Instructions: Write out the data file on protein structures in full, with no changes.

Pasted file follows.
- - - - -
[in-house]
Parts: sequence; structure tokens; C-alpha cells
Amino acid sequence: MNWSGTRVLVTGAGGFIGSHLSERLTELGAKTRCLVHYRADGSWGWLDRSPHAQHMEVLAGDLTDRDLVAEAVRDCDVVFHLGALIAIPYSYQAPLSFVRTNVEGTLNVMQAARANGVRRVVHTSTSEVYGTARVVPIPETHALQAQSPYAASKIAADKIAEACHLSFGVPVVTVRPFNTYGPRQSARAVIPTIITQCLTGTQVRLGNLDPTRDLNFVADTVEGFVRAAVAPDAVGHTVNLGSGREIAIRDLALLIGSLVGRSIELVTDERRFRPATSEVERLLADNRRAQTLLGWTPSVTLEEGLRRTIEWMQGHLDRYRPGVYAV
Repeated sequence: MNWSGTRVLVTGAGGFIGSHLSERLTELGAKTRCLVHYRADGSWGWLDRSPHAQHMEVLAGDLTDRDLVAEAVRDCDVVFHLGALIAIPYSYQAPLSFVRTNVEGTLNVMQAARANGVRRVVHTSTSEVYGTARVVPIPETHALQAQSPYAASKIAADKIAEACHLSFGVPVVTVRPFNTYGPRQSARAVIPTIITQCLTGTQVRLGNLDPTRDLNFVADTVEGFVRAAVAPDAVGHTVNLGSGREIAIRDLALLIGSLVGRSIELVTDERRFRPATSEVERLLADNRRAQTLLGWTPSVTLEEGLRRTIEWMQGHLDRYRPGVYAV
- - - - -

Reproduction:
[in-house]
Parts: sequence; structure tokens; C-alpha cells
Amino acid sequence: MNWSGTRVLVTGAGGFIGSHLSERLTELGAKTRCLVHYRADGSWGWLDRSPHAQHMEVLAGDLTDRDLVAEAVRDCDVVFHLGALIAIPYSYQAPLSFVRTNVEGTLNVMQAARANGVRRVVHTSTSEVYGTARVVPIPETHALQAQSPYAASKIAADKIAEACHLSFGVPVVTVRPFNTYGPRQSARAVIPTIITQCLTGTQVRLGNLDPTRDLNFVADTVEGFVRAAVAPDAVGHTVNLGSGREIAIRDLALLIGSLVGRSIELVTDERRFRPATSEVERLLADNRRAQTLLGWTPSVTLEEGLRRTIEWMQGHLDRYRPGVYAV
Repeated sequence: MNWSGTRVLVTGAGGFIGSHLSERLTELGAKTRCLVHYRADGSWGWLDRSPHAQHMEVLAGDLTDRDLVAEAVRDCDVVFHLGALIAIPYSYQAPLSFVRTNVEGTLNVMQAARANGVRRVVHTSTSEVYGTARVVPIPETHALQAQSPYAASKIAADKIAEACHLSFGVPVVTVRPFNTYGPRQSARAVIPTIITQCLTGTQVRLGNLDPTRDLNFVADTVEGFVRAAVAPDAVGHTVNLGSGREIAIRDLALLIGSLVGRSIELVTDERRFRPATSEVERLLADNRRAQTLLGWTPSVTLEEGLRRTIEWMQGHLDRYRPGVYAV